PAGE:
Donald Trump said in an interview with The Washington Times that economic conditions are so perilous the country is headed for a “very massive recession” and that “it’s a terrible time right now” to invest in the stock market, though his comments don’t match forecasts.
Usually, major party candidates don’t make gloom and doom comments that could affect the markets. When this was mentioned, he said he knows Wall Street and “I don’t need them.”
“I’m the Lone Ranger,” he said, and will govern the way he has campaigned with a Trumpian foreign policy. His first 100 days in office will be to turn long-standing foreign policy upside down and alter the US role in NATO, cut taxes, and renegotiate trade and military deals.
He’s going to get rid of the nearly $20 trillion in debt in eight years. That would mean cutting half the budget each year though he says he will do it by renegotiating deals. He’s not afraid of a trade war.
He will command respect throughout the world with an “aura of personality.”
He would support nuclear disarmament like Obama but doesn’t see it happening.
Transparency wouldn’t be an issue – there wouldn’t be any news about what happens inside a Trump White House. People will sign nondisclosure agreements.
“When people are chosen by a man to go into government at high levels and then they leave government and they write a book about a man and say a lot of things that were really guarded and personal, I don’t like that,” Trump said.
Everyone has been telling him to tone down his attacks and be more conciliatory but he won’t do it and said overtures to others are “overrated.”
Sometimes you have to “break an egg”, he said, the Cruz and Kasich are the “two remaining eggs.”
He will announce about 10 to 12 people he would appoint as judges and he’s getting the names from The Federalist people and The Heritage Foundation.
His Vice Presidential running mate will be a DC fixture with 25 years or more experience.
The leading GOP contender decided to run for president because, “I just felt there were so many things going wrong with the country,” Trump said of his thinking at the time. He was frustrated with what he saw as the “stupidity” of trade deals and Iran nuclear negotiations that were “terrible” and dominated by “Persians being great negotiators.”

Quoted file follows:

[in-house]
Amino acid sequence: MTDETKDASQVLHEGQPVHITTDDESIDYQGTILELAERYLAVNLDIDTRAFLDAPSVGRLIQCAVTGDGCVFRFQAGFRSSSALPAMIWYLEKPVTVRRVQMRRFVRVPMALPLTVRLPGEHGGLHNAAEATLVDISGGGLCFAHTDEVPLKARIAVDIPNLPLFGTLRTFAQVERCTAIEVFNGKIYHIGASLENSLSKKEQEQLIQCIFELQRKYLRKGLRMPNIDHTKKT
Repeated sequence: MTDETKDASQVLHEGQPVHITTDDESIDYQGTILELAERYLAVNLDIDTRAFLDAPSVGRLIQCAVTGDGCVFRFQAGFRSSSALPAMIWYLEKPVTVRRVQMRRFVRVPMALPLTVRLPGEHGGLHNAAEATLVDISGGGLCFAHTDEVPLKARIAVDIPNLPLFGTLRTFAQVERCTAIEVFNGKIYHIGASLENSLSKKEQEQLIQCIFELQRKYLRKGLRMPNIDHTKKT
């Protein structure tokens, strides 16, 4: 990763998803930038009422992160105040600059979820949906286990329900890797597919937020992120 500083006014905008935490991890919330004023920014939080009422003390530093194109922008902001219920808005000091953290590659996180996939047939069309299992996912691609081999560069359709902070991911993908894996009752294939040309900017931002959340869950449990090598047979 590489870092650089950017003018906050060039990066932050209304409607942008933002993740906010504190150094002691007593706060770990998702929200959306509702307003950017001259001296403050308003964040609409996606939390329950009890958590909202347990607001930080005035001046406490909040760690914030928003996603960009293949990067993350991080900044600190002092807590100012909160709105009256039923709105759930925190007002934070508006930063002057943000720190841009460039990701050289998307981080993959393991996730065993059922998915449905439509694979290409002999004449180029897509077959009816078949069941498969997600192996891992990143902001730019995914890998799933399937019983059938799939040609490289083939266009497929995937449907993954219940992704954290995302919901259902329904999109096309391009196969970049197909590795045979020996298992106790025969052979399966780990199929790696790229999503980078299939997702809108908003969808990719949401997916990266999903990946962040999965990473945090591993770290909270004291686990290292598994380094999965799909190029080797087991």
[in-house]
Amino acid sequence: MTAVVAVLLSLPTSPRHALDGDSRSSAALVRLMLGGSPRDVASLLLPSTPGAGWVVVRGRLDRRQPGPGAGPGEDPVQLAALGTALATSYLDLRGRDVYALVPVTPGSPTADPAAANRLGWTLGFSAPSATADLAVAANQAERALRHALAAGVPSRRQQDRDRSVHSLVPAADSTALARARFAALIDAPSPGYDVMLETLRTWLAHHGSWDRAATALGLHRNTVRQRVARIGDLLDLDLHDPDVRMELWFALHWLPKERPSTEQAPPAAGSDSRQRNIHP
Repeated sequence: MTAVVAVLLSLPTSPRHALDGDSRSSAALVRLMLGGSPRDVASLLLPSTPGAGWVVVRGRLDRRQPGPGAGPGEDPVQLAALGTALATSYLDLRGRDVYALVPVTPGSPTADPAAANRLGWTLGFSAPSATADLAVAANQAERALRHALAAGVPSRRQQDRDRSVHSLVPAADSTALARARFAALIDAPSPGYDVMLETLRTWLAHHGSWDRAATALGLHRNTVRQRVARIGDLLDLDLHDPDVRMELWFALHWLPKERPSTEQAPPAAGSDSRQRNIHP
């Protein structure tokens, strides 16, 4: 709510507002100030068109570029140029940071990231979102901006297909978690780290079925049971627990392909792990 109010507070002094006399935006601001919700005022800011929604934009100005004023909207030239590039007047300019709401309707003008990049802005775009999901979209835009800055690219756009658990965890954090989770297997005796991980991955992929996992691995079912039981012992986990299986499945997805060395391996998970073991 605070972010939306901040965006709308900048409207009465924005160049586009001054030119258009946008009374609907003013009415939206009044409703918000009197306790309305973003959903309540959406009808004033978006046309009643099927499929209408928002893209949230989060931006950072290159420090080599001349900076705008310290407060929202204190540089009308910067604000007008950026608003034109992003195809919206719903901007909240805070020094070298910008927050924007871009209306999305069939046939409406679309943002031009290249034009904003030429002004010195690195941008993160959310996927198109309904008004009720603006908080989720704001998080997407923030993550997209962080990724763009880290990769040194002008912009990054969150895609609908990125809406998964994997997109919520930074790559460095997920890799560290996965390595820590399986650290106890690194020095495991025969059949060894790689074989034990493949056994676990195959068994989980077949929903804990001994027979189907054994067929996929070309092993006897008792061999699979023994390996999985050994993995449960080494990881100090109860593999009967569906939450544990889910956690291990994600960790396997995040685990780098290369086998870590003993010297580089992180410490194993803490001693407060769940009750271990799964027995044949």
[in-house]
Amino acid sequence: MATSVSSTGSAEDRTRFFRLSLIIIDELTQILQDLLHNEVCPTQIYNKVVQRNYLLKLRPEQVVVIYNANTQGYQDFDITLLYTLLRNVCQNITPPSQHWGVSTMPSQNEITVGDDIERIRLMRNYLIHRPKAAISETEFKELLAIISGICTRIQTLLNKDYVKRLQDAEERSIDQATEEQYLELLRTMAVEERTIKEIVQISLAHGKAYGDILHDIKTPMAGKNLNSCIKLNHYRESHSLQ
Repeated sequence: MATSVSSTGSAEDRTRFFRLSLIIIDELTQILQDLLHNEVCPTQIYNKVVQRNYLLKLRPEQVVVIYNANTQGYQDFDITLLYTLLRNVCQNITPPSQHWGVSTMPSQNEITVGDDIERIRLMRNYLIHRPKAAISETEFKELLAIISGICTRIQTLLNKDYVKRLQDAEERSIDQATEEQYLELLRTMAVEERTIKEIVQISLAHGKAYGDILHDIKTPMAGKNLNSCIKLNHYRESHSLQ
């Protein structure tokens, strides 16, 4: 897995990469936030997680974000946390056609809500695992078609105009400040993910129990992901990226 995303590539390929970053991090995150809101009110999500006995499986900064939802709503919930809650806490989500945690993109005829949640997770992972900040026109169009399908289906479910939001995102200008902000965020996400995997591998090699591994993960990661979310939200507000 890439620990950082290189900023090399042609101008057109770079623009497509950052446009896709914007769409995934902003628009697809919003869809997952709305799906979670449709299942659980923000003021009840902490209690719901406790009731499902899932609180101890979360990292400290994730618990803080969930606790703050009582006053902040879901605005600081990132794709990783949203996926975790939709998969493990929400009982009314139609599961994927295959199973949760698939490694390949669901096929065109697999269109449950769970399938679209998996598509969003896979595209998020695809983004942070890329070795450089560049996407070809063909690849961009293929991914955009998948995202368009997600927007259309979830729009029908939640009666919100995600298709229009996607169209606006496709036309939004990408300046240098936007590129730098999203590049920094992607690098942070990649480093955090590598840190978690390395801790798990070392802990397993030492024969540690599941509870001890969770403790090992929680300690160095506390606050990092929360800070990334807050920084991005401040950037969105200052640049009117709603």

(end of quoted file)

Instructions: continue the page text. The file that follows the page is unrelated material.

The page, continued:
Trump’s wife, Melania, heard most of his complaints, but was not enthused about him becoming a candidate. “She said, ‘We have such a great life. Why do you want to do this?’ ”
“I said, ‘I sort of have to do it, I think. I really have to do it.’ . . . I could do such a great job.”
Later, Melania said, “I hope you don’t do it, but if you run, you’ll win,” according to Trump.
Now, more than a year later and with the Republican nomination in sight, Trump’s family is giving him different advice. “My family said to me — and Don [Jr.] has said this, and Ivanka, and my wife has said this — ‘Be more presidential.’ ”
Trump said he is getting similar guidance from close friends.
He doesn’t agree, at least not yet. He needs to win first.
The interviewers suggested he was the Lone Ranger and he responded, “I am. Because I understand life. And I understand how life works. I’m the Lone Ranger.”
While he doesn’t see Little Marco or Low-Energy Jeb coming back to him, Trump seemed unsure whether Cruz would ultimately fit that category. Trump noted that they had gotten along quite well for many months and suggested they could again, but he was also ambivalent about potentially reaching out to Cruz if he beats the senator from Texas for the nomination.
“I’ll never have to call him,” to get his help and support, Trump said, adding that if Cruz did reach out, he would congratulate him. “Because out of 17 people, you beat 16. Okay? Which is pretty good.”
Hard to agree with that. Texas is a key state.
After he wins the presidency, he said he will “be so presidential, you won’t recognize me. You’ll be falling asleep.”